Critics of the Chinese bond market have long complained that it should be more like Wall Street. Western investors, global regulators and even the IMF and World Bank assume that debt markets everywhere need to provide easy liquidity and the kinds of short-term “repo” (repurchase agreement) borrowing and derivatives that Americans use to finance and hedge their investments.
But this gospel of structural reform overstates the suitability of the US model for China and the rest of the world. According to a book edited by IMF staff, the Chinese bond market, the third largest in the world, unfairly shackles foreigners. They cannot do many things western investors take for granted, including borrowing against them via repo markets and betting that prices will fall. Nor can they count on local banks to make markets or serve as counterparties on bond futures.
Instead, the Chinese market’s structures work in favour of local institutions, which largely use bonds as collateral to finance interbank lending via their own version of the repo market. Trading in that market is 20 times higher than in the bond market. Instead of trading bonds, China “collateralises” them to fuel short-term borrowing.
If Beijing is serious about making the renminbi an international currency, and building resilient market-based finance, the advice goes, it needs to take urgent steps towards the US model.
Allow foreign investors free access to repo and derivative markets. Reform the repo market to give lenders legal rights over collateral, so they can reuse it or liquidate it when counterparties default. Require investors to revalue their bonds when the markets move. And encourage more local banks to become market-makers. The international community wants China to make its banks more sensitive to the daily dynamics of bond markets. They say it will improve liquidity and market discipline.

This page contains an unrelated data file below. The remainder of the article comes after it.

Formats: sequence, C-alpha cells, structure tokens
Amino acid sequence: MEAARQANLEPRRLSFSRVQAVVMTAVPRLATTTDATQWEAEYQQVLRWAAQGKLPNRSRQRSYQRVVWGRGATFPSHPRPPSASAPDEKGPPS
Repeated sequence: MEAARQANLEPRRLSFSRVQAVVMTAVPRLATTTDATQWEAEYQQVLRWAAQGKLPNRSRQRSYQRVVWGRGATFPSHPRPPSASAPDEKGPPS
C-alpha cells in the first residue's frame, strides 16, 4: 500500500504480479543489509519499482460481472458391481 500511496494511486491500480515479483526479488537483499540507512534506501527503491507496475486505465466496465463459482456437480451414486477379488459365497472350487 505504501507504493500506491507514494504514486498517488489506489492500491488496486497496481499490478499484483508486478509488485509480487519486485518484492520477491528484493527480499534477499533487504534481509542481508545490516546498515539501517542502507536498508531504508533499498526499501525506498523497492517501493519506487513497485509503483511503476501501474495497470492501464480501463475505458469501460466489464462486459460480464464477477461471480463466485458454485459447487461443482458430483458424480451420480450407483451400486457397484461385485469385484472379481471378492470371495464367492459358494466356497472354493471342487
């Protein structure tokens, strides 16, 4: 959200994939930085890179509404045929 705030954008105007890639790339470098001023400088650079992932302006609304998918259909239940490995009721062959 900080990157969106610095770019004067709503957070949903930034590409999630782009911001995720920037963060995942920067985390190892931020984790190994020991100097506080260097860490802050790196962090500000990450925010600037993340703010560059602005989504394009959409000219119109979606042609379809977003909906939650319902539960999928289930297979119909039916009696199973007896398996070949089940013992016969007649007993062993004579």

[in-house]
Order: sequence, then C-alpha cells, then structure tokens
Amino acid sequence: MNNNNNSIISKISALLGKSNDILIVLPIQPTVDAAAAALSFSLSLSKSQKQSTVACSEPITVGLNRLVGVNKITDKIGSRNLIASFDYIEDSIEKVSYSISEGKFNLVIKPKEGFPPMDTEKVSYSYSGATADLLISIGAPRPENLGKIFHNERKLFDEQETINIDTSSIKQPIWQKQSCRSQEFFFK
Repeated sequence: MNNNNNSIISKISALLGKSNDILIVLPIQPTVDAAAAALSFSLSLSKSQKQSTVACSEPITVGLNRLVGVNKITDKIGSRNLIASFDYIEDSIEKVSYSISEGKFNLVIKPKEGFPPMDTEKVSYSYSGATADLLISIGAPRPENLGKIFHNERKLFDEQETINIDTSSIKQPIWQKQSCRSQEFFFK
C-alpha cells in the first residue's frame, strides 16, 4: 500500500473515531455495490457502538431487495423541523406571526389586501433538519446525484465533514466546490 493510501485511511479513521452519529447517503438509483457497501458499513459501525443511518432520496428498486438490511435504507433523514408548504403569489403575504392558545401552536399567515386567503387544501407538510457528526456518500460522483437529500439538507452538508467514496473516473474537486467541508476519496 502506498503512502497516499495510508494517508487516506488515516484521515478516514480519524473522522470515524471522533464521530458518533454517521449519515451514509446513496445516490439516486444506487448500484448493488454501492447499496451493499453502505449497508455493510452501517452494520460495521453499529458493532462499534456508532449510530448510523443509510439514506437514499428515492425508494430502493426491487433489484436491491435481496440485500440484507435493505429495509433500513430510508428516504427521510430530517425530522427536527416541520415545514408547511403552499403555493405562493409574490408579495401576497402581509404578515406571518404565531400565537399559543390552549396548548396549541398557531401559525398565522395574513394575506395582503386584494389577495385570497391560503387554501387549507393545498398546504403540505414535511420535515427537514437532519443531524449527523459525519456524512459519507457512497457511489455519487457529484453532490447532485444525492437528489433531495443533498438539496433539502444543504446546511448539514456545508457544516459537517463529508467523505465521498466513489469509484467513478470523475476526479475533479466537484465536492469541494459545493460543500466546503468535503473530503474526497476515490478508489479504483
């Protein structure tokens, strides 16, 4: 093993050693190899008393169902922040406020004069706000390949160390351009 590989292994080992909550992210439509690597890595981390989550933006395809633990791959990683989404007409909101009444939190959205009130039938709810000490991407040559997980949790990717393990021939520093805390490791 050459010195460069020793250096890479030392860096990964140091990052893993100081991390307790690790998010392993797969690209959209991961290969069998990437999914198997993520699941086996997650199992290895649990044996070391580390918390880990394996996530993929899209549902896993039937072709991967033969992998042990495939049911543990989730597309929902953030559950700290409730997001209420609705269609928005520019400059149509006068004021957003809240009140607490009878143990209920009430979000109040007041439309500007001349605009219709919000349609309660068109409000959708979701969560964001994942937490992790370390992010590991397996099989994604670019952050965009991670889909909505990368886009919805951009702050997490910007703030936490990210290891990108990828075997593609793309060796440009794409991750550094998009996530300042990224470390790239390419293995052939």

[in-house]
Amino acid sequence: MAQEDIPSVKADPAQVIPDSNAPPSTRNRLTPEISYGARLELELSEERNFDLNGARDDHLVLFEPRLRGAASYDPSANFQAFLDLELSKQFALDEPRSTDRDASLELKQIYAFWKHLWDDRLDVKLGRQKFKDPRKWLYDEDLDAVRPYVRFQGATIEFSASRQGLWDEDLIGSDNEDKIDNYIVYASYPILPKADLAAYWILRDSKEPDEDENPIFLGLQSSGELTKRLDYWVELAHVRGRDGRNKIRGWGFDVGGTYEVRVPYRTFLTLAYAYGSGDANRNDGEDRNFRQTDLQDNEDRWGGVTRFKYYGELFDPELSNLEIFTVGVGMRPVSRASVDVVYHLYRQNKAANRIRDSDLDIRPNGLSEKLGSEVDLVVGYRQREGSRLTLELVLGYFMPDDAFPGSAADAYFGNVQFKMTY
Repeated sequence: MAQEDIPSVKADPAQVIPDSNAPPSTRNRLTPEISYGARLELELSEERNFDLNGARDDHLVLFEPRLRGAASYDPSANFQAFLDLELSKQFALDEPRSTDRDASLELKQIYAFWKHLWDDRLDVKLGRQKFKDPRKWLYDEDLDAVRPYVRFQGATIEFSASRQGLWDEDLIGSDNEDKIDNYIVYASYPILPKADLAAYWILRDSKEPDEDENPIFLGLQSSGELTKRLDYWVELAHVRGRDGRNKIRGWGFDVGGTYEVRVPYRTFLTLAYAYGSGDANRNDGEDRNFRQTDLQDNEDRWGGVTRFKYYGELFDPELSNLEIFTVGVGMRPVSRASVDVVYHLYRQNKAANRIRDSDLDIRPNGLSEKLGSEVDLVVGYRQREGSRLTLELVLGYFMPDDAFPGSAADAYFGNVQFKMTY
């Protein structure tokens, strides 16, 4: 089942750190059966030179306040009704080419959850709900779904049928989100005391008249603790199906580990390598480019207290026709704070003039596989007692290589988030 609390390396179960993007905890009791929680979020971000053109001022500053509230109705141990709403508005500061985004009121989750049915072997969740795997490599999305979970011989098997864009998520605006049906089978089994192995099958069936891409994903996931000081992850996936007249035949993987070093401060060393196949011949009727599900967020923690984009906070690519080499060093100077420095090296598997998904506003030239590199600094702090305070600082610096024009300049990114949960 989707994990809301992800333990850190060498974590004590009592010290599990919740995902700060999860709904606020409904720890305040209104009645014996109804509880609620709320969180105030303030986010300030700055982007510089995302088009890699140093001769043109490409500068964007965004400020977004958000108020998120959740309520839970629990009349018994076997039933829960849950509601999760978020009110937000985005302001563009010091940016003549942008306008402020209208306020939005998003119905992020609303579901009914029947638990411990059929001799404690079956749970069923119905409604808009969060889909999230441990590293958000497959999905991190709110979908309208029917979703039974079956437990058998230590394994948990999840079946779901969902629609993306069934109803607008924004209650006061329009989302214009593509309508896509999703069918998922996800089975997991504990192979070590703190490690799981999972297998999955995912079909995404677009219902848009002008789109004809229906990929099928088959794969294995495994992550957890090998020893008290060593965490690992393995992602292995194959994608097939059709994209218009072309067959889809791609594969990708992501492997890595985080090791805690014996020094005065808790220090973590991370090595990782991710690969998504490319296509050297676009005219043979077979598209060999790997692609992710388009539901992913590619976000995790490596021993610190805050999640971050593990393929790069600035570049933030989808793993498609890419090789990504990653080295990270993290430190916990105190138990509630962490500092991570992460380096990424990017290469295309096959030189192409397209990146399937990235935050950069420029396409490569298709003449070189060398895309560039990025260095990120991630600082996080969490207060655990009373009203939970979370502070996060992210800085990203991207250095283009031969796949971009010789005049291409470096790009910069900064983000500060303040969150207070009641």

If Beijing listened, perhaps as a compromise in the trade war with the US, it would be like pouring petrol on a fire. Instability becomes explosive faster through the US model, which amplifies both gains and losses when markets are volatile. The 2016 Sealand Securities scandal is instructive. Sealand shook Chinese bond markets by refusing to honour repo-like agreements that, it claimed, its employees had forged. Chinese regulators forced Sealand’s counterparties to agree to share the losses. This contained the bond market sell-off.
Had China’s repo markets been more like the US, regulators would have found it more difficult to prevent Sealand from triggering a crisis like the one triggered by the failure of Lehman Brothers. Sealand’s counterparties would have been legally required to liquidate the bonds they held as collateral. The sell-off would have shown up on other banks’ balance sheets and spread through the reuse of bond collateral. Investment vehicles that can meet redemption pressures via interbank repo borrowing would have had to sell bonds. Instead, Chinese bond markets are designed to allow trading fluctuations without firesales. Regulators there learnt from the June 2013 interbank liquidity squeeze.
China should heed the lessons of Europe’s 1990s deregulation, known as the Big Bang, when finance ministers in the UK and Germany were seduced by the liquidity promises of the US model. But Lehman’s 2008 failure demonstrated the “liquidity paradox” of US-style markets — it disappears when it is most needed. Post-crisis regulation has done little to solve this problem.
Emerging countries have something else to worry about: adopting the American model would tie them closer into the global cycle that moves institutional money around the world in reaction to US monetary policy. Remaking bond markets in the US image would lead to fickle portfolio flows without monetary policy autonomy. The spectre of Asian-type currency crises would return.
The writer is professor of economics and macro-finance at the University of the West of England